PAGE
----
This €1m former home of Ireland's boldest bag man has the floor space of 22 family homes
The historic seat of Ireland's boldest bagman has the floor space of 22 family homes
Marlfield at Clonmel in Co Tipperary, which was on offer in 2014 for €8m with 390 acres attached, has just returned to market, minus most of the farmland, for a much more managable €1m.
It means that for the price of a four-bed semi in Dublin 4, a buyer now has the chance to acquire a true country mansion big enough to house an entire estate of family homes inside. With a square footage of 22,600 sq ft, Marfield's accommodation equates to that of of 22 average family semis.
For this, a buyer gets the 14-bedroom 18th century house, one of the finest Georgian Palladian homes in Munster, plus 31 acres.
This house was famously the seat of the wealthy Bagwell family, who strove unsuccessfully for generations to gain a nobility title; manoeuvres over which included the construction of the vast mansion itself.
Among its owners was the 18th century Tipperary MP Colonel John Bagwell - better known by his well earned nickname: "Old Bags." The owner of the then 3,500 acre Marlfield Estate (he had another 1,500 acres elsewhere in Ireland) caused ructions during the run up to the introduction of the Act of Union in 1799 and 1800 when he very publicly u-turned on his position to support the dissolution of the Irish parliament and usher in the Union. He then u-turned on his u-turn.
Lord Lieutenant Cornwallis who was in charge of bribery in order to secure the Union vote for the authorities in London took public issue with Old Bags for changing sides from the pro dissolution to the anti dissolution/pro Irish parliament camp.
The problem was that Cornwallis had already paid Bagwell off from the London Exchequer for his vote but the latter had then been offered €9,000 by the opposition to change sides. Old Bags suggested he would revert for €10,000 - along with prestigious appointments for his sons and friends. Society was shocked. But Bagwell's vote was bought (again) and the Act of Union was passed. To put it in context, earning £25 per year, it would have taken his average estate worker 400 years to realise this amount.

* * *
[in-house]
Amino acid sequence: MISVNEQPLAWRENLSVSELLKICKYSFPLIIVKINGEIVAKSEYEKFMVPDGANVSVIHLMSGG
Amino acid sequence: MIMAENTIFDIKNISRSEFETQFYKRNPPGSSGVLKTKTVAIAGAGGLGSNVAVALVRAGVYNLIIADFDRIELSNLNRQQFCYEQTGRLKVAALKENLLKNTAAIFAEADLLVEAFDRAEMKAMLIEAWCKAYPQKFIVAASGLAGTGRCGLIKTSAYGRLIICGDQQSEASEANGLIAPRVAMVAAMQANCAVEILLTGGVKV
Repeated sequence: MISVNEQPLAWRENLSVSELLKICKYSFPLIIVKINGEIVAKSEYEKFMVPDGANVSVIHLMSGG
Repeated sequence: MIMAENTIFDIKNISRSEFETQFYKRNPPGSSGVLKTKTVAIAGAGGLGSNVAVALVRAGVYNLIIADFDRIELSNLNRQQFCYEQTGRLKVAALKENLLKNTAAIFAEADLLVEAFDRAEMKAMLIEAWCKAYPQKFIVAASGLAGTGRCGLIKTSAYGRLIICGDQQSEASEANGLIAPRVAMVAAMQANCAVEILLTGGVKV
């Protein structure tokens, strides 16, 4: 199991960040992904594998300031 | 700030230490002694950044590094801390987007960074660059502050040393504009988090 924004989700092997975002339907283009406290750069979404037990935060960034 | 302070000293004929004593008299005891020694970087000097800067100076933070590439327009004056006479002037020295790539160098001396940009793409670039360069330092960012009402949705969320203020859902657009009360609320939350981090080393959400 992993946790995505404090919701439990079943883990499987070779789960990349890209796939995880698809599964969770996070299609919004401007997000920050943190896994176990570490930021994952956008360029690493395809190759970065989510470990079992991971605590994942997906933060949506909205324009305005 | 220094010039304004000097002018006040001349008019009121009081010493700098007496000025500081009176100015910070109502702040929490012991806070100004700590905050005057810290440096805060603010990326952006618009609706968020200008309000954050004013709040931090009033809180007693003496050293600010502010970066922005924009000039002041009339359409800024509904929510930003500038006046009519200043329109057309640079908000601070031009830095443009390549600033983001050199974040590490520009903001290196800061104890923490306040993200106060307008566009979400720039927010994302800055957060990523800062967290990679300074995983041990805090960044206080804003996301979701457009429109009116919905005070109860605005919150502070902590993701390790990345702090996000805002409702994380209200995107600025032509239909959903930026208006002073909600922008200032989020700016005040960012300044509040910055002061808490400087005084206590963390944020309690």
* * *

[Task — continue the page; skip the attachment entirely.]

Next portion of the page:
Bagwell was a builder who made money constructing flour mills but he desperately wanted a title. To this end, Old Bags began to take the usual steps - in 1785 he completed Marlfield with one of the widest frontages of any Irish country seat. He founded the local loyalist militia of which he made himself colonel and he began lobbying anyone and everyone who would listen to his case for a peerage. But Bags' opportunistic ways saw his path blocked again and again. In 1809 the viceroy eventually stated overtly that Bagwell was "not quite the most proper person" (to place among the peers). His death as a commoner in 1818 saw the chief secretary of the day assert that he had lost a peerage "through a nickname".
The house remained in the family until the 1970s when the Kent family bought it. The house with larger acreage had more recently been the subject of a hotel and golf club plan that faltered.
Many of the services had already been put in place to facilitate the scheme with one source suggesting that this is the "best serviced Palladian mansion in Ireland". The other most notable feature about Marlfield is its Richard Turner designed glass conservatory. He also designed the principal glass houses at the National Botanic Gardens in Dublin.
The accommodation includes a great hall, a formal dining room, a drawing room, a sitting room, study and the massive Turner glasshouse conservatory. In the basement is a games room, a gym, the kitchens and a range of ancillary rooms. There are 13 bedrooms overhead, many of which have ensuites attached and there is a vaulted wine cellar and basement.
The house has 20 acres of pleasure gardens and these include an ornate duck pond of some size. There's two apartments of two bedrooms each in the right side wing and the stables and another one bed contained in the other. It also faces right on to the River Suir which has obvious potential for outdoor sporting activities.
On the downside, Marlfield still needs needs a substantial amount of work put into it. A full survey would, of course, be paramount, but those who have looked at it already estimate that it will require another €1m, at least, put into it to bring it up to modern requirements.
To bag Marlfield for a million talk to either of the joint agents REA Stokes & Quirke and Sothebys.
Clonmel, Co Tipperary
Asking price: €1m
Agent: REA Stokes and Quirke (049) 4380038 and Sothebys Internationial Realty (01) 9059790